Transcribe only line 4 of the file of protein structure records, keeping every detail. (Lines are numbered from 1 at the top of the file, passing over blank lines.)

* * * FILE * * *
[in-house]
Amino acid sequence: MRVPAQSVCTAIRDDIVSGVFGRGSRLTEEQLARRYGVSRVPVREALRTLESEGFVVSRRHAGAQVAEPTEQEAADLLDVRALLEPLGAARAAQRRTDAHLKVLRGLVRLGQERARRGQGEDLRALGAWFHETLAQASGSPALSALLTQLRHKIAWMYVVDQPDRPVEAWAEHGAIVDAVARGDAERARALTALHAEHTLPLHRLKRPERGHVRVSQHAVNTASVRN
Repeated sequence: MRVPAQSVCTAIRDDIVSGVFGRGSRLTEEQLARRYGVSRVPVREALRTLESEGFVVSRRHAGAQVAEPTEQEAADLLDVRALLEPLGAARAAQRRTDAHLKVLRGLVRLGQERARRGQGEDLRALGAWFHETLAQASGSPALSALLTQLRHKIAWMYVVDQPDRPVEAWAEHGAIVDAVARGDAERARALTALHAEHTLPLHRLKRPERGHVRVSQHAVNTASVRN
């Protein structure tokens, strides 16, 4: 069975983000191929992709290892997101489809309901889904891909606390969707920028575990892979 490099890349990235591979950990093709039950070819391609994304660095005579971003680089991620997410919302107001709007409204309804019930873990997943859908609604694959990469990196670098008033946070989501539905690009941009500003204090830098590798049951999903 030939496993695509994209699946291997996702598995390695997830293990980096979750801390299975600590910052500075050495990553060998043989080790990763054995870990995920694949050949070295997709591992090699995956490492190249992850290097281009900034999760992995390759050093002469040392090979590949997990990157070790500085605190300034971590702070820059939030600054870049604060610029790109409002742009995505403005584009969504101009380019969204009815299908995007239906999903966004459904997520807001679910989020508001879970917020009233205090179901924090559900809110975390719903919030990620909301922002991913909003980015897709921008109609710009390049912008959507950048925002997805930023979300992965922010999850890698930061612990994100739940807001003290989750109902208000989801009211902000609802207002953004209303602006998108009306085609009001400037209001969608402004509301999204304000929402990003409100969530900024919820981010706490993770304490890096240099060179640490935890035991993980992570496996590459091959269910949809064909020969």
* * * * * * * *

């Protein structure tokens, strides 16, 4: 069975983000191929992709290892997101489809309901889904891909606390969707920028575990892979 490099890349990235591979950990093709039950070819391609994304660095005579971003680089991620997410919302107001709007409204309804019930873990997943859908609604694959990469990196670098008033946070989501539905690009941009500003204090830098590798049951999903 030939496993695509994209699946291997996702598995390695997830293990980096979750801390299975600590910052500075050495990553060998043989080790990763054995870990995920694949050949070295997709591992090699995956490492190249992850290097281009900034999760992995390759050093002469040392090979590949997990990157070790500085605190300034971590702070820059939030600054870049604060610029790109409002742009995505403005584009969504101009380019969204009815299908995007239906999903966004459904997520807001679910989020508001879970917020009233205090179901924090559900809110975390719903919030990620909301922002991913909003980015897709921008109609710009390049912008959507950048925002997805930023979300992965922010999850890698930061612990994100739940807001003290989750109902208000989801009211902000609802207002953004209303602006998108009306085609009001400037209001969608402004509301999204304000929402990003409100969530900024919820981010706490993770304490890096240099060179640490935890035991993980992570496996590459091959269910949809064909020969």